Then there are places like Detroit, epicenter of America's car culture. Symbolic of humanity's domination by automobile is the Michigan Theater, once a golden-age movie palace, now a parking structure, its grand sculpture playing to a crowd of metal boxes with wheels.

Makes me want to do a series of art pieces of human places taken over by cars. Not anthropomorphized cars, mind you, but full-size impersonal hunks of metal, parked in a restaurant, a public restroom, a playground, your living room. Either that or take still frames from Pixar's Cars and insert reminders that people once lived there, before they were inexplicably eradicated; perhaps some human skeletons, or a baby doll with tire tracks over its mutilated torso.


Monday, December 15, 2008

I Met The Walrus

Wonderful modern animation to illustrate an old amateur interview with John Lennon:


larger version


Sunday, December 14, 2008

Seadragon on your iPhone

We've just released a Seadragon viewer for the iPhone! It's got links to lots of great content, and you can add your own. Of course it has all of the smooth zooming goodness you've come to expect from Seadragon, but now in a handy portable form you can take to the pub with you!

This is another project, like Seadragon Ajax, from the team I lead inside the Seadragon group. This one came from Ben Vanik, and it's really his baby all the way through. We hired him earlier this year, and before long he had absorbed the Seadragon technologies so thoroughly that he was able to write a fresh version (three times, in fact, before he was satisfied) fully optimized for the iPhone. After the first prototype he showed for Out of the Box Week, we knew we needed to ship this thing. Since then he's tweaked the algorithms and honed the interface until the whole thing shined.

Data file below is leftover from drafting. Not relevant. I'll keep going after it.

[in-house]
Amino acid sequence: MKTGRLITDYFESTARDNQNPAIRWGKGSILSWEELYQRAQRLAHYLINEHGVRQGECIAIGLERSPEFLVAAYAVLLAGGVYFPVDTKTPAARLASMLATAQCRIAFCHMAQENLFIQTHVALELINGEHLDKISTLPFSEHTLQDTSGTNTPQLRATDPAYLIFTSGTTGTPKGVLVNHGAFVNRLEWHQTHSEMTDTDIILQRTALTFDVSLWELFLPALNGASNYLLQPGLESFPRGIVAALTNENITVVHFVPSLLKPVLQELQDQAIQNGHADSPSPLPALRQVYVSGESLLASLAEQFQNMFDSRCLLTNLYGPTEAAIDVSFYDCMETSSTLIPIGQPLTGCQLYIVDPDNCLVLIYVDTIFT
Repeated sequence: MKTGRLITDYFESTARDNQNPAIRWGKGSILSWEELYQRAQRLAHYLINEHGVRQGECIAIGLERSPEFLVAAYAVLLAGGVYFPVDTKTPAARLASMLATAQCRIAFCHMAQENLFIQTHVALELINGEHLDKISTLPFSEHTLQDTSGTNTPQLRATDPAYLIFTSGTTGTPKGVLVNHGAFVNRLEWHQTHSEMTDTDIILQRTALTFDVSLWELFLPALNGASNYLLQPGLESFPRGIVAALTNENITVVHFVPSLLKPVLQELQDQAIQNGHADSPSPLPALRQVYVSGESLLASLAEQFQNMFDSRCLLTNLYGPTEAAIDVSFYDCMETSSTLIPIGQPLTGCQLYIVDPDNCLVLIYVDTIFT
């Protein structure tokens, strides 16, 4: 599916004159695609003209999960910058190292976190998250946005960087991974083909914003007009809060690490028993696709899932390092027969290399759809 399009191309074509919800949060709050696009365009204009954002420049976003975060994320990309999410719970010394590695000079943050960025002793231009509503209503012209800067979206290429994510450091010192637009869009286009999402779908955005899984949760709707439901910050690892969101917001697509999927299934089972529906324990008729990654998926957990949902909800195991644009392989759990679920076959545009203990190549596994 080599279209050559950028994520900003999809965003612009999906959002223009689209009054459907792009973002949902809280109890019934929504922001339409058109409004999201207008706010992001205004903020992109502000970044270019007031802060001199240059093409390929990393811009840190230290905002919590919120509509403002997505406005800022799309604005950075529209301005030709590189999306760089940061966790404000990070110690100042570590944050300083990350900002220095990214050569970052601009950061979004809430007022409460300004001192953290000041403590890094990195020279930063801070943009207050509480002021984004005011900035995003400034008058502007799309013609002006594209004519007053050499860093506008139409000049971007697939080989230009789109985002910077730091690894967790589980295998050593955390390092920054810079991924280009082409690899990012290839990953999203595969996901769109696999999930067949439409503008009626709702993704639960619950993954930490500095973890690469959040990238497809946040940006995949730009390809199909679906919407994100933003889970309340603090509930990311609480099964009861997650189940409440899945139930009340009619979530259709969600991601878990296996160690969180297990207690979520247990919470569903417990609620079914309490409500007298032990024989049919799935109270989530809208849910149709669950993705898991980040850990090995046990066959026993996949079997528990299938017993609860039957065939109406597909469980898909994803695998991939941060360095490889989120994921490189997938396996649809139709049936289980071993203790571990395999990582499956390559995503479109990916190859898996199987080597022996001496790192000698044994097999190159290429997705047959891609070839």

Of course it wasn't literally only Ben; the entire Seadragon group helped one way or another, most notably Lutz Gerhard, Chuck Cummins and James Darpinian. I'd also like to call out the photographic artist Chris Jordan, who was kind enough to let us include five of his newest pieces in the sample content.